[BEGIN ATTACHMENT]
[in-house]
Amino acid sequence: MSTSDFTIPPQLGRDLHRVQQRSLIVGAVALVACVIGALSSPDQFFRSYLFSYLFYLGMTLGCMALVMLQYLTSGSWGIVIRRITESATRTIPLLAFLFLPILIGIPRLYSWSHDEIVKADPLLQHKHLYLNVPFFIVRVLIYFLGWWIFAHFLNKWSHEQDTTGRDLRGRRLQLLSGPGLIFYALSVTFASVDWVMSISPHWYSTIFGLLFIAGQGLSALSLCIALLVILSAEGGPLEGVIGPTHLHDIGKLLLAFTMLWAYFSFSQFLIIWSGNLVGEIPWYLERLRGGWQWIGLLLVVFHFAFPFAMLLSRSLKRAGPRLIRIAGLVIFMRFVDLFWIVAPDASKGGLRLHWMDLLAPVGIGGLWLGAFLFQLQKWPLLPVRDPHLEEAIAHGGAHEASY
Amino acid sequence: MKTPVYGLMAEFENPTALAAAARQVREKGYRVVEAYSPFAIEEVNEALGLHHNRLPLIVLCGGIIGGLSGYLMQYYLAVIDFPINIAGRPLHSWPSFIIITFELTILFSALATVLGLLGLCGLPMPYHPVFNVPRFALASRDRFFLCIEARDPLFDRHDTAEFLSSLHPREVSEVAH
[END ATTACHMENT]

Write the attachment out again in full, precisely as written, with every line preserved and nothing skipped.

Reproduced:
[in-house]
Amino acid sequence: MSTSDFTIPPQLGRDLHRVQQRSLIVGAVALVACVIGALSSPDQFFRSYLFSYLFYLGMTLGCMALVMLQYLTSGSWGIVIRRITESATRTIPLLAFLFLPILIGIPRLYSWSHDEIVKADPLLQHKHLYLNVPFFIVRVLIYFLGWWIFAHFLNKWSHEQDTTGRDLRGRRLQLLSGPGLIFYALSVTFASVDWVMSISPHWYSTIFGLLFIAGQGLSALSLCIALLVILSAEGGPLEGVIGPTHLHDIGKLLLAFTMLWAYFSFSQFLIIWSGNLVGEIPWYLERLRGGWQWIGLLLVVFHFAFPFAMLLSRSLKRAGPRLIRIAGLVIFMRFVDLFWIVAPDASKGGLRLHWMDLLAPVGIGGLWLGAFLFQLQKWPLLPVRDPHLEEAIAHGGAHEASY
Amino acid sequence: MKTPVYGLMAEFENPTALAAAARQVREKGYRVVEAYSPFAIEEVNEALGLHHNRLPLIVLCGGIIGGLSGYLMQYYLAVIDFPINIAGRPLHSWPSFIIITFELTILFSALATVLGLLGLCGLPMPYHPVFNVPRFALASRDRFFLCIEARDPLFDRHDTAEFLSSLHPREVSEVAH